I'm one and a half years into a 4-year PhD in engineering. I did really well in my undergrad and thought I'd go for one more goal (the title of doctor!).
It started off well - I'm sponsored by a company and the folks are cool. I got handed a project, basically, and was on my way to start some design! But a year and a half later and I feel so low - 9 days out of ten I am just so negative.
Work in the company started to turn sour - nobody helping me out much (you always need a little direction!) or taking an interest which was demotivating. There's another PhD student who everybody loves - she has loads of experience and it seems I have to get everything past her before I can move on with anything which is very frustrating. Lately she's told my supervisor how her hints have helped my project out so much and has voiced concern to him over my progress and motivation! So last week I had a meeting to go over my progression for 3rd year - my supervisor starts out really negative asking if I'm motivated, he is concerned that I do not follow ideas through to conclusion, that things are up in the air - that the project might not have enough merit. I really got flustered.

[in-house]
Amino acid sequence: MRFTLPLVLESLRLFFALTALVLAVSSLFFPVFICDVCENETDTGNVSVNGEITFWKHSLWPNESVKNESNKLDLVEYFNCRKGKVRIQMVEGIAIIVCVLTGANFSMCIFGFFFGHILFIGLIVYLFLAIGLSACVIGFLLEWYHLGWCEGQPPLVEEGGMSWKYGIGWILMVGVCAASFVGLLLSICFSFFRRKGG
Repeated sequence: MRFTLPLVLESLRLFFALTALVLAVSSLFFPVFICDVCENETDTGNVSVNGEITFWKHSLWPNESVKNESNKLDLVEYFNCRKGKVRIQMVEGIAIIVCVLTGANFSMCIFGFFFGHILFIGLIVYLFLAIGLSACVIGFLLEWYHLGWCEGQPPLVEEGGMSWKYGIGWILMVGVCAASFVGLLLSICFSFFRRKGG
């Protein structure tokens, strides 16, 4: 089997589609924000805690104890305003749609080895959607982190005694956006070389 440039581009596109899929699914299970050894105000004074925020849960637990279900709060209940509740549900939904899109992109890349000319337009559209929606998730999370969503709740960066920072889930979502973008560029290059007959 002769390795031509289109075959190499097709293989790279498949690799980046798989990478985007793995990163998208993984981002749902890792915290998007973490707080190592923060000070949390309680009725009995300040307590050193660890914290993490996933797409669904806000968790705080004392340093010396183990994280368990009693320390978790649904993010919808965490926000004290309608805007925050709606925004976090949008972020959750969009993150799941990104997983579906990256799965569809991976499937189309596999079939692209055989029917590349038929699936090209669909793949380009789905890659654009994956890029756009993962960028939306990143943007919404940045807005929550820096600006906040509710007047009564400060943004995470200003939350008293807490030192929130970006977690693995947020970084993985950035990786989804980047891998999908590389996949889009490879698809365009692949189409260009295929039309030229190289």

My supervisor isn't there to see me often so I don't know how he can say these things - but in a way, he's right. Sometimes I don't follow things through to conclusion and my motivation really HAS been lacking. To be honest, I don't know if I enjoy this anymore (edit - I don't.). Engineering is so much hard work for very little reward. I am constantly stressed out and working way too many hours - I have actually started balding (fact!!). I look at the other guys who slog their guts out and think 'for what?'. I'd rather get paid less and leave at 5pm, have a life! I have done very well up to about a year ago - completed a bunch of extra courses and got lots of training.. but when if finish my PhD, I can't see myself staying in this line of work. I feel so depressed. If I quit I'd feel I'd let everybody down and proved them right - I KNOW I can do it, but it's whether I want to, and I don't!